Asian lady beetle infestation is upon us
They are out there all summer, living in the woods and fields, and now they want a snug place to spend the winter.
Your house, cabin, camper or deer shack will do just fine, thank you.
Orange Asian lady beetles, the little buggers who have replaced ladybugs across much of the landscape, are making their annual trek from the outdoors to indoors, and the infestation seems worse than ever.
"We've had them before, but never this bad. It's been pretty nasty," said Dan Woodhull of South Range, who had hundreds of the beetles in his house in recent days.
Reports of beetle outbreaks are coming in from across the region.
"It does seem particularly bad this year. We'll have to wait and see if this is just an early rush or if there really are this many more of them,'' said Larry Weber, a naturalist. "I left my vehicle sitting out overnight and I had a bunch of them that tried to get into it, all around the door seals."
Asian lady beetles are much the same as field mice, Weber noted, always around but mostly unnoticed until they try to get indoors this time of year.
Experts say the beetles are pushed by diminishing daylight hours to seek winter cover. But they also swarm and fly most often on warm, sunny fall days following the first cold snap—which may be why so many people reported infestations over this past weekend.
"I noticed them for the first time over the weekend. I'm getting a lot of calls on them," Minnesota Department of Natural Resources entomologist Val Cervenka said.
Amanda Glowacki at Guardian Pest Control said many people are calling to say they are grossed out by such large numbers of the orange bugs.
"We've been getting a lot of calls on them this year. That's what nearly all of our calls have been for the last couple of weeks," she said.
Marty Johnson, a technician at Guardian, said he offers an exterior "ground to eaves" chemical treatment for homes that often also reduces beetle numbers inside the house, too. It costs $200. He also offers interior treatments.
"I had them all over my house this weekend, too," he said.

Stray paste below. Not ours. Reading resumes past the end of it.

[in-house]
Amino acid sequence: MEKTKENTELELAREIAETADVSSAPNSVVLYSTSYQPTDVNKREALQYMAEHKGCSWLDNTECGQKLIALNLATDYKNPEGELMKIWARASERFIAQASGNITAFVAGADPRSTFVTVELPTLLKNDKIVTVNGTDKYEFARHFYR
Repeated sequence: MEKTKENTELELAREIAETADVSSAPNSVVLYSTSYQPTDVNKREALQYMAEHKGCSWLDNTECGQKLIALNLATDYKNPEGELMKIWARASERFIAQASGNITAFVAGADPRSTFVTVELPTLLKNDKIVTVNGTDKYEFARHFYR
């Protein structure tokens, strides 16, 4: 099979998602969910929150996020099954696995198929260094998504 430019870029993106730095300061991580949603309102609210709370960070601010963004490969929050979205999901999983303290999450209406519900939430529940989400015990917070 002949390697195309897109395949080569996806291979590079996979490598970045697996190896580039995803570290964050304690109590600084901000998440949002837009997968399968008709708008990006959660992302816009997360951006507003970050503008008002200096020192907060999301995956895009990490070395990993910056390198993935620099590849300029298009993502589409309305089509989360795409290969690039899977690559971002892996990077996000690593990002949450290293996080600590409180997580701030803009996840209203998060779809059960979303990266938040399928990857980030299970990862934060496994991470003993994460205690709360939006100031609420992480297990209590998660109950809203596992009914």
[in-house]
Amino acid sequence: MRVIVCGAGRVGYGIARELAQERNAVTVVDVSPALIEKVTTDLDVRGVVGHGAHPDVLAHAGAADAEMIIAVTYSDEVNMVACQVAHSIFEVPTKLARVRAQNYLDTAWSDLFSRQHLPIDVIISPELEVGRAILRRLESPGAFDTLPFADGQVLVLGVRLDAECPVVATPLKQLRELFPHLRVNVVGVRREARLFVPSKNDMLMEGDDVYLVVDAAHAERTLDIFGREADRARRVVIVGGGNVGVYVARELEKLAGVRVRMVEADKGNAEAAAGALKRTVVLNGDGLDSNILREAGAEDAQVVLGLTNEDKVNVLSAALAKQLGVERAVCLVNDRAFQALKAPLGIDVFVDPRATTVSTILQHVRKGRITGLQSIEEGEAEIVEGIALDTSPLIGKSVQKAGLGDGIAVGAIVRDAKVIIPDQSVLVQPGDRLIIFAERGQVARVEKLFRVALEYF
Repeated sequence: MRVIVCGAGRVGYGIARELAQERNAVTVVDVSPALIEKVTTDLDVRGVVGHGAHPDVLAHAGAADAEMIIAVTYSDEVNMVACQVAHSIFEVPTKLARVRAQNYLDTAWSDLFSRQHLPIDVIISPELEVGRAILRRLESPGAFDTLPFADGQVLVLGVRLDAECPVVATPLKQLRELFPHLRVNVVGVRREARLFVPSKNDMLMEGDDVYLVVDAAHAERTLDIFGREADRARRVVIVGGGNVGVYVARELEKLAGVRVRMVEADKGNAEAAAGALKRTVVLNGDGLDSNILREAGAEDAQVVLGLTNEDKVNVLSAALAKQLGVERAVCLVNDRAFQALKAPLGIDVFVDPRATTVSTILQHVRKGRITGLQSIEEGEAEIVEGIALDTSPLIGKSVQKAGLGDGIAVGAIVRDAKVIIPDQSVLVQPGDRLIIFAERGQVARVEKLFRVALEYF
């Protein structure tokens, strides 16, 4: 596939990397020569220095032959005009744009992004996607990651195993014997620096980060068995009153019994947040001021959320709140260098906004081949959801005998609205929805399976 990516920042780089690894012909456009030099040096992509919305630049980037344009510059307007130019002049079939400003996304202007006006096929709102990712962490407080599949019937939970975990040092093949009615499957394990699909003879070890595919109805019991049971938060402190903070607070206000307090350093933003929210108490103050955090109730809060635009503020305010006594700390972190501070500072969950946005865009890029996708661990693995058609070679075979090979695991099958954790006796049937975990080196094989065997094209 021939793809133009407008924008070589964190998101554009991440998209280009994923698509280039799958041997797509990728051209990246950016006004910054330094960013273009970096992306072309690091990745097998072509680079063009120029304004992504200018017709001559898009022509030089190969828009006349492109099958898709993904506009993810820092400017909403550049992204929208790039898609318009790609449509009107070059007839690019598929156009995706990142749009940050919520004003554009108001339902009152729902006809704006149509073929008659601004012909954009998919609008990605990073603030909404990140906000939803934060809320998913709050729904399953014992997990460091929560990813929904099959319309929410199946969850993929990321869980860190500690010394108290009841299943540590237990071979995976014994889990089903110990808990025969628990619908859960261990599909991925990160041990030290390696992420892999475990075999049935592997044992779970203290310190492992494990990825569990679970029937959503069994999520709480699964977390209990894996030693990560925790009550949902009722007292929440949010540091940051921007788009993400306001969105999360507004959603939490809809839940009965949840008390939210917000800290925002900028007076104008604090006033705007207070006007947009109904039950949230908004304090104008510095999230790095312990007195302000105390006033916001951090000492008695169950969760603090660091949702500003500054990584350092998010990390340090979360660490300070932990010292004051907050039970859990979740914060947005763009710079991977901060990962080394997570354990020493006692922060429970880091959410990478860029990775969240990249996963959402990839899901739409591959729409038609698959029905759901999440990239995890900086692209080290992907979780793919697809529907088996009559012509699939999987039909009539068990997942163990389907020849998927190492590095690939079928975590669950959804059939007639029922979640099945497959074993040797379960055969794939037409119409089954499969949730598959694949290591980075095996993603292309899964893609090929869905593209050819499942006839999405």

Experts say the best way to get rid of Asian lady beetles is to vacuum them up, but then empty the vacuum or it may start to smell bad. To keep them out of your house, seal up even tiny cracks, around doors and windows, where cable, pipes or wires enter homes, and under fascia, soffits and eaves.
"But they will still find some way to get in, it seems," Weber said.
Woodhull said he turned on his home's air conditioning so the beetles huddled together, and then sucked them up with a vacuum.
The first Asian lady beetle infestation it he U.S. was reported in Louisiana in 1988. Since then the beetle has expanded across the U.S. and parts of Canada. There's still debate if the outbreak was caused by beetles that were intentionally released to see if they might help control plant pests, or if the beetles spurring the outbreak hitchhiked on a freighter that docked in New Orleans. The first big U.S infestations occurred in the 1990s. The first major northern Minnesota outbreaks were in the early 2000s, Weber noted.
Native red ladybugs are considered beneficial because they live on flowers and plants and eat other pests and don't swarm into buildings. But the orange Harmonia axyridis—native to China, Korea, Russia and Japan - can swarm in large numbers, crawl around on windows, walls and ceilings, and sometimes emit a noxious odor and yellowish staining fluid before dying, according to University of Minnesota Extension entomologists. The bug experts say Asian lady beetles are attracted to illuminated surfaces. They tend to congregate on the sunnier, southwest sides of buildings illuminated by afternoon sun.
They don't eat wood or cause damage, experts say, and don't spread disease. But some people say the orange beetles can bite.
Weber, however, says it's more of a pinch. "I don't think they can really break the skin, like a true bite, but they might annoy some people by pinching their skin."
Others report incidents of asthma or allergy outbreaks after an Asian lady beetle infestation.
Asian lady beetles generally lay eggs outdoors under leaves, but may lay eggs inside, too. The average time from egg to adult is about one month and there are multiple generations per year. Individual beetles can live up to three years. They appear to have few if any natural enemies in North America.
Some folks who noticed them in and around their place this fall may see them again when temperatures warm in spring. Awakening beetles may emerge from behind baseboards, walls, attics and suspended ceilings. Because the beetles are attracted to light, they often are seen around windows and light fixtures.